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Whadda ya hear! Whadda ya say!
Tipster1013 September 2011
A classic gangster film of Hollywood's Golden Age from Casablanca director Michael Curtiz, Angels with Dirty Faces is one of James Cagney's most well known films and had him nominated for his first Academy Award.

Rocky Sullivan (Cagney) and Jerry Connelly (Pat O'Brien) are childhood friends who are caught robbing a train as kids. After Rocky takes the rap the two set on different paths, Jerry becomes a priest while Rocky can't escape the life of crime. Years later they reunite on friendly terms but each have a different influence on a group of street kids who resemble the lifestyle they once shared.

The film for the most part may seem to be just a typical 1930s gangster quota quickie from Warner, with Rocky as a tough crook being screwed over by his former ally Humphrey Bogart. But the focus is instead on the relationship with Jerry who looks out for the best interests of the kids (to whom the title refers), and by the end Rocky must make a decision which, to a Depression era audience, would have been quite inspiring. Cagney also gives Rocky a moral grounding which has the audience sympathising with him from start to finish.

Overall a decent crime story with a message about the kind of courage that is not "heroics and bravado", and you can clearly see its influence on modern characterisation, but perhaps this means the novelty is lost to today's audience.
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Just short of perfect, and layered up with surprises in the usual gangster plot
secondtake30 January 2010
Angels with Dirty Faces (1938)

Just a couple years before Casablanca, this is another of director Michael Curtiz's startling, well filmed, intelligent action movies, this one also for Warner Brothers. And Bogart is a key secondary figure here, somewhat tame compared to the usual intensity of James Cagney, who again plays a gangster to perfection. The odd second layer here sometimes threatens to tilt to moralizing, even with the roughness of the church kids, as the priest weighs in on certain scenes. But the two elements--good and evil, basically--not only contrast, but they overlap, and the confusion of who is doing the most good and why is part of the bigger ethical fiber of the plot.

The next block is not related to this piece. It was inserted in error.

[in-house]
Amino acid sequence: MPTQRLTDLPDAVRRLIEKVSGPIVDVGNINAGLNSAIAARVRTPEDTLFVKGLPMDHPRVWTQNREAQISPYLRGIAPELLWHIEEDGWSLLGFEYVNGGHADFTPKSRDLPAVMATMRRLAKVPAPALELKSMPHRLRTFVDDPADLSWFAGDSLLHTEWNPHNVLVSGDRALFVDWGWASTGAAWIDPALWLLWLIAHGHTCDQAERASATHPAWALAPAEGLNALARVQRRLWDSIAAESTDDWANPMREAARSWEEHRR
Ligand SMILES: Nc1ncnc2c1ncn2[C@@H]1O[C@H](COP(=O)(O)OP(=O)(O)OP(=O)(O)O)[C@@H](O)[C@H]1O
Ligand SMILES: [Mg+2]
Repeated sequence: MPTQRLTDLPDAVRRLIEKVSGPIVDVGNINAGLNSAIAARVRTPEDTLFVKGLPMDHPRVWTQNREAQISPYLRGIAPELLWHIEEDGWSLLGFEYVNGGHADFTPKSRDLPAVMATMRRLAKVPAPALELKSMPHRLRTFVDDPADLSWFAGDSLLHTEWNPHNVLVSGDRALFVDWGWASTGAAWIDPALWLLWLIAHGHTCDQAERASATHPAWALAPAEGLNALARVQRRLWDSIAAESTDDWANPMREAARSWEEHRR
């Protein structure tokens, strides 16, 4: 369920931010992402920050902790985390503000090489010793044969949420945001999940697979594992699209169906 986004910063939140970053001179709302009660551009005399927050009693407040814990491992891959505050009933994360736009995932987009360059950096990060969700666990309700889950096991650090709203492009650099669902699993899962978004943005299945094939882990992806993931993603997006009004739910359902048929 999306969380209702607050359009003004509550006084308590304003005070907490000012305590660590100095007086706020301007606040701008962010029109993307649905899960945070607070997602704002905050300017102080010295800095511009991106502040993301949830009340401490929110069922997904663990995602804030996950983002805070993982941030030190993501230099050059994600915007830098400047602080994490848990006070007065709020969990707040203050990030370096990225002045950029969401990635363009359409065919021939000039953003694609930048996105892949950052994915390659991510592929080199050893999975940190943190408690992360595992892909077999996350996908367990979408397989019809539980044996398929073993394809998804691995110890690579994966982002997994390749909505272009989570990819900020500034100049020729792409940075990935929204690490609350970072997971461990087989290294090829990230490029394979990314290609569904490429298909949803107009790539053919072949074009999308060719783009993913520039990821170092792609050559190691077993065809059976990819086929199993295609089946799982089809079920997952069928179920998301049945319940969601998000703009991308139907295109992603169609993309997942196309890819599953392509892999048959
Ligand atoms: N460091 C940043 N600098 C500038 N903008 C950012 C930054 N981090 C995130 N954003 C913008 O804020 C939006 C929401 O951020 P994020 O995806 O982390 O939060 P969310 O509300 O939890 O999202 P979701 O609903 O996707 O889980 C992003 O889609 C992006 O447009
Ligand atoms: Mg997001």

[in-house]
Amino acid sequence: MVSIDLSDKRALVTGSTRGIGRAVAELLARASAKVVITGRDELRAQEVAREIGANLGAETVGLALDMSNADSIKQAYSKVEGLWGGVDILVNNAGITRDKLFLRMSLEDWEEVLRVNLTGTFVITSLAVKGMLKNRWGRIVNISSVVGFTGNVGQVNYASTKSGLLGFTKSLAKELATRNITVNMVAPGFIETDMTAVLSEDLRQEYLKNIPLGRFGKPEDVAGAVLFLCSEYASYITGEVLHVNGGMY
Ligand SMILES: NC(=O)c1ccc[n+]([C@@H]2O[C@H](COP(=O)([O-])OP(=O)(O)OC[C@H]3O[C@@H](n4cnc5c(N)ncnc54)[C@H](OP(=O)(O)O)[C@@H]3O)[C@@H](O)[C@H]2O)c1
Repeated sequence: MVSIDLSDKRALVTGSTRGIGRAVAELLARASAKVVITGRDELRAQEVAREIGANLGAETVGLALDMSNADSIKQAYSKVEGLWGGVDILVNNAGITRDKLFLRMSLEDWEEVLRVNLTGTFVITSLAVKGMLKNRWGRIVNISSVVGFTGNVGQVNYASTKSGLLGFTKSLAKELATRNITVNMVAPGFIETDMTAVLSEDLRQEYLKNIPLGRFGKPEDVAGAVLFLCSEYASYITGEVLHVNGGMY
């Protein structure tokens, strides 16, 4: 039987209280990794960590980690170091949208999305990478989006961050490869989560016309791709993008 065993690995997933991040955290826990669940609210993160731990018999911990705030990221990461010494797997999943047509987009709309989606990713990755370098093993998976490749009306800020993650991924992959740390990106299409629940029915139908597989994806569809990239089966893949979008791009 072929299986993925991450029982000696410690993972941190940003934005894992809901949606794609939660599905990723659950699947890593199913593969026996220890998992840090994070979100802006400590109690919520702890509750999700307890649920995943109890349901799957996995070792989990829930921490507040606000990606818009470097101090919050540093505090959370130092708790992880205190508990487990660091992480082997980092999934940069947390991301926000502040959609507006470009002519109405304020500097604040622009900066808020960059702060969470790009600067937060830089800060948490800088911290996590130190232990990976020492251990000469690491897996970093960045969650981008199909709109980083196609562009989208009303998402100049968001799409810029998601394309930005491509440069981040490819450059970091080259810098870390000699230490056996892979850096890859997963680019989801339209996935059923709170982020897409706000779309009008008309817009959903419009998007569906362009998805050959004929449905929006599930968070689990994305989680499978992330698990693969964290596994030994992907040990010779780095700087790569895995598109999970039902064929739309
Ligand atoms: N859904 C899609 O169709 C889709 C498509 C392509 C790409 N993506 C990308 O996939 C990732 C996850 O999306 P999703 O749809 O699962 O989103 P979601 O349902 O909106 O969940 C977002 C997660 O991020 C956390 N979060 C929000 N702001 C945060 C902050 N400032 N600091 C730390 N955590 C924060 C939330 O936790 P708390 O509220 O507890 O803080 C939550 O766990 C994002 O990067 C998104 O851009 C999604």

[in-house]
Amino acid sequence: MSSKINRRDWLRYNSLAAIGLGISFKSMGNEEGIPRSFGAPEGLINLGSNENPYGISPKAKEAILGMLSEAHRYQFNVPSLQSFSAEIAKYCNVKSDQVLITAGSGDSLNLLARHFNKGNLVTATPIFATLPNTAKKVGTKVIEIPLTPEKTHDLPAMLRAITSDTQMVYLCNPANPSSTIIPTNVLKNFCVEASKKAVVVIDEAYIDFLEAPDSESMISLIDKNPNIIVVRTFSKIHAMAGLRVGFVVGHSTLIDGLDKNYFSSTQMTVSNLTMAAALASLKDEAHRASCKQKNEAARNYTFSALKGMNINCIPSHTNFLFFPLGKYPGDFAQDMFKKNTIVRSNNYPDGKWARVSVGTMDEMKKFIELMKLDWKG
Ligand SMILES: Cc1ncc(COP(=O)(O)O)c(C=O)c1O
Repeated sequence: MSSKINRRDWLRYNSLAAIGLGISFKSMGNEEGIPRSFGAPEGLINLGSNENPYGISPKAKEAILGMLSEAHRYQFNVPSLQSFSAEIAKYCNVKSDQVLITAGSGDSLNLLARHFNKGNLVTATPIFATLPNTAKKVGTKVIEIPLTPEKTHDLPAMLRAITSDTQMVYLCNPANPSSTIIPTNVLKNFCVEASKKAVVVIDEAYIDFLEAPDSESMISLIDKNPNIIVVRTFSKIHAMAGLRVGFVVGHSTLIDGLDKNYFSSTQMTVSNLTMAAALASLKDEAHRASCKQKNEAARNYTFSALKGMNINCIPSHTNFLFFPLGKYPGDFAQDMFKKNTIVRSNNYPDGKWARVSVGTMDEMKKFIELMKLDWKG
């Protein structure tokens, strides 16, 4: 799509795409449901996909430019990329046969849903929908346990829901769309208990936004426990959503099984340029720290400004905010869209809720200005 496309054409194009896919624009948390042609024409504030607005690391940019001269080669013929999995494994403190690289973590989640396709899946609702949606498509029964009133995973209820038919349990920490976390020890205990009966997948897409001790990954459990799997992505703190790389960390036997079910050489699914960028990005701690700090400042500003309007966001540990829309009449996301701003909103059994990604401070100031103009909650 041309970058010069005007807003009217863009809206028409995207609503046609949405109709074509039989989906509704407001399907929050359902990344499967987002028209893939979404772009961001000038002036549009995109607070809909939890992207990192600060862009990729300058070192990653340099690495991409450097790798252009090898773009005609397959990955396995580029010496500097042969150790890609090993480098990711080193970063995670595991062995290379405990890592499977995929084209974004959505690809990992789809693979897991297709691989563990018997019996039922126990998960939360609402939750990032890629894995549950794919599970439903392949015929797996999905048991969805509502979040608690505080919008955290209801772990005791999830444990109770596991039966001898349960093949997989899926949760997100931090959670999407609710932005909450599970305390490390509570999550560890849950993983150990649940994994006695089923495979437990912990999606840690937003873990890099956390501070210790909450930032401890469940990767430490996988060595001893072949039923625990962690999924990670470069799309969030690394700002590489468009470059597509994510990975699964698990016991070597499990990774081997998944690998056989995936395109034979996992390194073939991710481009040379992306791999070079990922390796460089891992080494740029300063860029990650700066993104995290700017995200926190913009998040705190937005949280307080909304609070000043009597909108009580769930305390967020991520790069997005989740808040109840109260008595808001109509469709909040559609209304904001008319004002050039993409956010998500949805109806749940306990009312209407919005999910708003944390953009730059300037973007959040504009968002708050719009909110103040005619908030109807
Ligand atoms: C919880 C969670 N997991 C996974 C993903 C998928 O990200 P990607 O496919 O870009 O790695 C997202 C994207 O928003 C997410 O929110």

Maybe it's because of these moments where Cagney's gangster role is softened by interacting with the priest that we see less direct, raw acting, the scary thing that he can pull of so well. But he's still utterly convincing, and the ending is chilling no matter how you read it. If you, like me, like a film to go beyond a simple do crime and get caught kind of scenario, this is a great one. The great Sol Polito is cinematographer, and it shows, in every single scene, whether the fascinating street shots (packed with activity) or the shadowing alley and basement shots (composed for drama and depth). And the music, relatively invisible, by Max Steiner is of course flawless.
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Corr2811 May 2009
Warning: Spoilers
A memorable, amazing gangster film with a social message featuring a blistering performance by the one and only James Cagney. JC plays notorious gangster Rocky Sullivan who comes back to his old neighborhood and a reunion with his old pal Jerry Connelly. Time has a strange way of changing things, you see, Sullivan and Connelly were boyhood pals from the wrong side of the tracks. Sullivan spent time in a reformatory only to emerge the hardened criminal that he is. Connelly, spared time in the reformatory because he could run faster then Rocky and got away, is now a priest trying to keep the youth from his neighborhood out of trouble. Father Connelly is working hard on a group of youngsters, the Dead End Kids, who are already headed in the wrong direction. Things become complicated when Rocky arrives as the youngsters idolize the gangster and begin to really show signs of an impending criminal life. Rocky's own problems mount, including being ripped off by his lawyer James Frazier played by Humphrey Bogart. Rocky tries to remedy his situation but his cohorts are planning to rub out Father Connelly who's one man crusade to wipe out the criminal element is going too far. Rocky will have no part of it and resorts to murder to prevent his friend from being killed. Unfortunately, Rocky is caught and is sentenced to die in the electric chair setting up one of the most memorable conclusions in film history.

This is a completely absorbing, emotional film with standout performances from everyone. Besides Cagney, Pat O'Brien as Father Connelly gives what is perhaps his finest performance. The support from Bogart, the Dead End Kids and Ann Sheridan are all top notch. Many unforgettable scenes abound, namely Cagney's unorthodox "refereeing" at a basketball game and the aforementioned conclusion which still haunts me to this day. Director Michael Curtiz does an amazing job. His camera is almost in constant movement with fluid passes and turns and his brilliant use of light, darkness and shadow is amazing to watch. I just can't say enough about this film, one of the finest gangster epics to ever grace the big screen. It's very easy to see why Cagney was nominated for an Academy Award in this one.
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"All right, fellas... let's go and say a prayer for a boy who couldn't run as fast as I could."